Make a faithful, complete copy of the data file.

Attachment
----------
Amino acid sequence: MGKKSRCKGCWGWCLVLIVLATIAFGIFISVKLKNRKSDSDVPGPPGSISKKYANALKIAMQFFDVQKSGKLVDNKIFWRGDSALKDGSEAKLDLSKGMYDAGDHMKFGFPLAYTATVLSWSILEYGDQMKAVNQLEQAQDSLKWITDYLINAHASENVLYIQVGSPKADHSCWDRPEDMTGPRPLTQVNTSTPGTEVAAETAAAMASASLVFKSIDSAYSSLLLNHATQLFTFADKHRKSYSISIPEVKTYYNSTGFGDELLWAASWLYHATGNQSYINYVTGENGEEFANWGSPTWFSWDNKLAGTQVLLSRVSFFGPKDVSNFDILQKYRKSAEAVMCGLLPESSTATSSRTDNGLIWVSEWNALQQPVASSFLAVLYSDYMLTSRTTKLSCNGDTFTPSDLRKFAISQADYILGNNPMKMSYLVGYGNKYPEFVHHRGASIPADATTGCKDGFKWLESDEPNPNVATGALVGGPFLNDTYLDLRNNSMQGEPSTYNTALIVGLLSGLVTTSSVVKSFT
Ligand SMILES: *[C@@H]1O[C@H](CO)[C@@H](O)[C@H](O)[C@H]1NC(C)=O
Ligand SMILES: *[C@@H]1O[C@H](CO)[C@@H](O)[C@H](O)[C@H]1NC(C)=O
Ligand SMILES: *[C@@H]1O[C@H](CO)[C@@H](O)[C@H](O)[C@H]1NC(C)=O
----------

Amino acid sequence: MGKKSRCKGCWGWCLVLIVLATIAFGIFISVKLKNRKSDSDVPGPPGSISKKYANALKIAMQFFDVQKSGKLVDNKIFWRGDSALKDGSEAKLDLSKGMYDAGDHMKFGFPLAYTATVLSWSILEYGDQMKAVNQLEQAQDSLKWITDYLINAHASENVLYIQVGSPKADHSCWDRPEDMTGPRPLTQVNTSTPGTEVAAETAAAMASASLVFKSIDSAYSSLLLNHATQLFTFADKHRKSYSISIPEVKTYYNSTGFGDELLWAASWLYHATGNQSYINYVTGENGEEFANWGSPTWFSWDNKLAGTQVLLSRVSFFGPKDVSNFDILQKYRKSAEAVMCGLLPESSTATSSRTDNGLIWVSEWNALQQPVASSFLAVLYSDYMLTSRTTKLSCNGDTFTPSDLRKFAISQADYILGNNPMKMSYLVGYGNKYPEFVHHRGASIPADATTGCKDGFKWLESDEPNPNVATGALVGGPFLNDTYLDLRNNSMQGEPSTYNTALIVGLLSGLVTTSSVVKSFT
Ligand SMILES: *[C@@H]1O[C@H](CO)[C@@H](O)[C@H](O)[C@H]1NC(C)=O
Ligand SMILES: *[C@@H]1O[C@H](CO)[C@@H](O)[C@H](O)[C@H]1NC(C)=O
Ligand SMILES: *[C@@H]1O[C@H](CO)[C@@H](O)[C@H](O)[C@H]1NC(C)=O